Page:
INTERVIEW: Citigroup Aims To Enhance Wealth Business With Wharton Training Programme

Tom Burroughes Group Editor 26 October 2015

INTERVIEW: Citigroup Aims To Enhance Wealth Business With Wharton Training Programme

The US banking giant has told this publication what it intends to achieve with a training programme recently announced with a major business school. The programme starts in China and the US.

Citigroup’s new wealth management education initiative with the Wharton School is another twist in the story of how some firms in this sector are trying to raise their talent management game and do so to win and retain more clients. And significantly, the programme launched by these institutions kicks off first in mainland China as well as the US. If you want to make a big impression, it seems, you need to get the launches done in Asia.

Enhancing the quality of relationships between client and relationship manager is one of the chief benefits expected to come from the programme, Amit Sah, head of retail and cards, including wealth management, in Citi's EMEA consumer business, told this publication recently. (The wealth management business caters to mass affluent and high net worth individuals - not ultra HNW individuals, who are served by Citi’s private bank.)

The Citi Wharton Global Wealth Institute aims to provide the bank’s global advisor community with business and executive training and an intake of around 500 RMs – around 10-15 per cent of the total working at Citi – are due to enter the programme, which lasts for three years, Sah said. The Citi Wharton Global Wealth Institute’s curriculum will be led by Christopher Geczy, academic director of the Wharton Wealth Management Initiative. (See here for the original story.)

“Wealth management is becoming more complex and it is not only about product selling now. Many players are exiting the lower end of the affluent space because of the costs of training [RMs]….there is a huge investment in people and in doing business,” Sah said. “Any bank or other institution that wants to stay in the space has no choice but to train people better.”

“The objective is to produce people who are highly competent and able to build on relationships with clients; the improvements in productivity – and revenue generation – are natural benefits that we will derive as well,” he said.

Net promoter score
Sah did not give out other specific targets for the programme but said one benefit should be an improvement in customer advocacy of Citigroup’s wealth offering as measured by the net promoter score (NPS). Citigroup derives the NPS on a scale of one to 10, where nine or 10 means the customer is a net promoter for the bank and between one and six means he or she is a net detractor; the net figure is arrived at when subtracting clients’ promoter score from detractor score. In other words, the hope is that the training work means clients are more likely to stay with the bank and recommend it to others.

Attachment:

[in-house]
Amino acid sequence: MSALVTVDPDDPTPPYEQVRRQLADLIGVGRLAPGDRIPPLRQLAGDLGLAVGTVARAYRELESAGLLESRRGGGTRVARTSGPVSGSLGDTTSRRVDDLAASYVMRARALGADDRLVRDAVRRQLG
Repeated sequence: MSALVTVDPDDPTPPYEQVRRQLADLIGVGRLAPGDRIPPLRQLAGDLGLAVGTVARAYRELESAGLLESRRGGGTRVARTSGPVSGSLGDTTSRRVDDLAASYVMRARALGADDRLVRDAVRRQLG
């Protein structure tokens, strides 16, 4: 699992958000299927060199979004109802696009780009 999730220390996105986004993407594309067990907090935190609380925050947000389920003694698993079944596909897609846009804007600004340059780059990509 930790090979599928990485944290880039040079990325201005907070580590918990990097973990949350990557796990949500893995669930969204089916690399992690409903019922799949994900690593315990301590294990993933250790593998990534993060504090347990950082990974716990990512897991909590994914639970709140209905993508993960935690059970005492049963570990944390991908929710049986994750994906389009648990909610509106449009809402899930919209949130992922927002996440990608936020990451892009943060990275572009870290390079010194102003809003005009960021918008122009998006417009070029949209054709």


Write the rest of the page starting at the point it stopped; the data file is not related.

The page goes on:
A number of banks have training programmes of different types for staff (there is a list that can be viewed of various courses here), with firms such as UBS, Credit Suisse and BNP Paribas, among others, engaging in such activity.

The shortage of trained RMs, given the rising complexity of the industry, remains a talking point in wealth management. This publication has been told on numerous occasions that there is a need to keep pace with demand for private bankers and other wealth managers. Consider Asia: Credit Suisse, for example, said earlier this year that there are an estimated 7 million millionaires in the region. On the assumption that a banker can on average handle 35 clients, that would translate into a need to have 200,000 private bankers. But at the moment there are only around 10,000 such people.

Citigroup’s Sah said that the investment of time and resources into RM training and development will not just improve client relationships, but strengthen employee loyalty to the bank over the long term. And the association with a renowned business school such as Wharton doesn’t do any harm either in encouraging students to think about wealth management as a career.

This publication asked Sah what is the situation with RMs who are not chosen for the course and whether they might be demotivated. Sah replied: “The selection of RMs for this programme is on merit-based criteria which is similar to other merit-based rewards and recognition programmes. All RMs are familiar with this underlying philosophy of performance management and understand that they have an opportunity to improve and join the select group in future.”


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